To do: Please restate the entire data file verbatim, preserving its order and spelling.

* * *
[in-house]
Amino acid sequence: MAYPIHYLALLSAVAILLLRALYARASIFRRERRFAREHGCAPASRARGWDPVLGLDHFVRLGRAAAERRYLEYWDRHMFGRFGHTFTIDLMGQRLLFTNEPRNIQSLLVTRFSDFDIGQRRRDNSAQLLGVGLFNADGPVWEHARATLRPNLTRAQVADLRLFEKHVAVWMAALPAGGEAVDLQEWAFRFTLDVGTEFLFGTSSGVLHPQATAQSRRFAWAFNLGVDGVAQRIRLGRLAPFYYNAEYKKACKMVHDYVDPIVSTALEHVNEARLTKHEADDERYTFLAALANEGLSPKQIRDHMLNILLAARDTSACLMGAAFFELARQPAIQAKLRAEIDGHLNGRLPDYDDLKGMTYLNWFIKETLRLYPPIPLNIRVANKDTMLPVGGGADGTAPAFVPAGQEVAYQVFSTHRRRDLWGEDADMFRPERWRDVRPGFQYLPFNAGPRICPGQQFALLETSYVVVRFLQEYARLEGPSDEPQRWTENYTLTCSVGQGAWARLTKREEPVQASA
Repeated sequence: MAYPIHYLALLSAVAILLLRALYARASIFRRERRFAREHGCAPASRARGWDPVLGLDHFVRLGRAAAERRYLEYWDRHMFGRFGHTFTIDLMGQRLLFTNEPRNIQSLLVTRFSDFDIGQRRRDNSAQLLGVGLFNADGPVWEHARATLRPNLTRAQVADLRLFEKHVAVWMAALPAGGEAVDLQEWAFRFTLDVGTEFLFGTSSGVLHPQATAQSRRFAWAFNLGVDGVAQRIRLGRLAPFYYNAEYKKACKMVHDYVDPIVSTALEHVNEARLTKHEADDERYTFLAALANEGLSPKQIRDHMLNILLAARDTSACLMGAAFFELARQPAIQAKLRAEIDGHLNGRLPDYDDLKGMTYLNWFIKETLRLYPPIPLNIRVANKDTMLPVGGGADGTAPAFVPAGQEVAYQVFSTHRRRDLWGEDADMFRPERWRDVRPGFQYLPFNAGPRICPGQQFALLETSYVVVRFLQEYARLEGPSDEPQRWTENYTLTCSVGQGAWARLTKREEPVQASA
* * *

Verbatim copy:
[in-house]
Amino acid sequence: MAYPIHYLALLSAVAILLLRALYARASIFRRERRFAREHGCAPASRARGWDPVLGLDHFVRLGRAAAERRYLEYWDRHMFGRFGHTFTIDLMGQRLLFTNEPRNIQSLLVTRFSDFDIGQRRRDNSAQLLGVGLFNADGPVWEHARATLRPNLTRAQVADLRLFEKHVAVWMAALPAGGEAVDLQEWAFRFTLDVGTEFLFGTSSGVLHPQATAQSRRFAWAFNLGVDGVAQRIRLGRLAPFYYNAEYKKACKMVHDYVDPIVSTALEHVNEARLTKHEADDERYTFLAALANEGLSPKQIRDHMLNILLAARDTSACLMGAAFFELARQPAIQAKLRAEIDGHLNGRLPDYDDLKGMTYLNWFIKETLRLYPPIPLNIRVANKDTMLPVGGGADGTAPAFVPAGQEVAYQVFSTHRRRDLWGEDADMFRPERWRDVRPGFQYLPFNAGPRICPGQQFALLETSYVVVRFLQEYARLEGPSDEPQRWTENYTLTCSVGQGAWARLTKREEPVQASA
Repeated sequence: MAYPIHYLALLSAVAILLLRALYARASIFRRERRFAREHGCAPASRARGWDPVLGLDHFVRLGRAAAERRYLEYWDRHMFGRFGHTFTIDLMGQRLLFTNEPRNIQSLLVTRFSDFDIGQRRRDNSAQLLGVGLFNADGPVWEHARATLRPNLTRAQVADLRLFEKHVAVWMAALPAGGEAVDLQEWAFRFTLDVGTEFLFGTSSGVLHPQATAQSRRFAWAFNLGVDGVAQRIRLGRLAPFYYNAEYKKACKMVHDYVDPIVSTALEHVNEARLTKHEADDERYTFLAALANEGLSPKQIRDHMLNILLAARDTSACLMGAAFFELARQPAIQAKLRAEIDGHLNGRLPDYDDLKGMTYLNWFIKETLRLYPPIPLNIRVANKDTMLPVGGGADGTAPAFVPAGQEVAYQVFSTHRRRDLWGEDADMFRPERWRDVRPGFQYLPFNAGPRICPGQQFALLETSYVVVRFLQEYARLEGPSDEPQRWTENYTLTCSVGQGAWARLTKREEPVQASA